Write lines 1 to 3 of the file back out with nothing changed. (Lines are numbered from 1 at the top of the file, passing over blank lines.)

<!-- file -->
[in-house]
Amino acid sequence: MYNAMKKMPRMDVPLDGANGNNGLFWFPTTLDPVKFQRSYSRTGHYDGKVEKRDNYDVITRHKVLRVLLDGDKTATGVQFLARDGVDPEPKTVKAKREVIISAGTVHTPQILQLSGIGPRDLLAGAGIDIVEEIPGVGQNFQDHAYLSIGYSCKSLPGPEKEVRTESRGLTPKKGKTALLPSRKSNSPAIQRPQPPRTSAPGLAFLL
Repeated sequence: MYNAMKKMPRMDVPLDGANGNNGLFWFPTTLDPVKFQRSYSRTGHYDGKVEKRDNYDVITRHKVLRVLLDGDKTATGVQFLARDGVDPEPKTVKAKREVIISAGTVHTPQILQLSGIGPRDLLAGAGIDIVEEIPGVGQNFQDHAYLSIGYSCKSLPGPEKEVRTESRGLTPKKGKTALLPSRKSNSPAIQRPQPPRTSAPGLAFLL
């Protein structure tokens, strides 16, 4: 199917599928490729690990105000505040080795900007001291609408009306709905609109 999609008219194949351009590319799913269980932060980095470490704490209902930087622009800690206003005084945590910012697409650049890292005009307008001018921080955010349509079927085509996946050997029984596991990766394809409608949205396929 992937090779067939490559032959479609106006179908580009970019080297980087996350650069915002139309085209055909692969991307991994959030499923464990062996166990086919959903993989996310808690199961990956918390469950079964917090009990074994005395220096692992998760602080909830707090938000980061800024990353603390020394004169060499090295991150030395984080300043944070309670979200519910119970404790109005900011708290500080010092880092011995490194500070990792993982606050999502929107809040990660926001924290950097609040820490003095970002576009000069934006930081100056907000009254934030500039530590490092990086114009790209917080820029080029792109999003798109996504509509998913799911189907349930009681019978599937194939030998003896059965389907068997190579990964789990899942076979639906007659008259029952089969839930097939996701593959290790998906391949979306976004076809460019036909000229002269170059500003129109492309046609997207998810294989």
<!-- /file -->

[in-house]
Amino acid sequence: MYNAMKKMPRMDVPLDGANGNNGLFWFPTTLDPVKFQRSYSRTGHYDGKVEKRDNYDVITRHKVLRVLLDGDKTATGVQFLARDGVDPEPKTVKAKREVIISAGTVHTPQILQLSGIGPRDLLAGAGIDIVEEIPGVGQNFQDHAYLSIGYSCKSLPGPEKEVRTESRGLTPKKGKTALLPSRKSNSPAIQRPQPPRTSAPGLAFLL
Repeated sequence: MYNAMKKMPRMDVPLDGANGNNGLFWFPTTLDPVKFQRSYSRTGHYDGKVEKRDNYDVITRHKVLRVLLDGDKTATGVQFLARDGVDPEPKTVKAKREVIISAGTVHTPQILQLSGIGPRDLLAGAGIDIVEEIPGVGQNFQDHAYLSIGYSCKSLPGPEKEVRTESRGLTPKKGKTALLPSRKSNSPAIQRPQPPRTSAPGLAFLL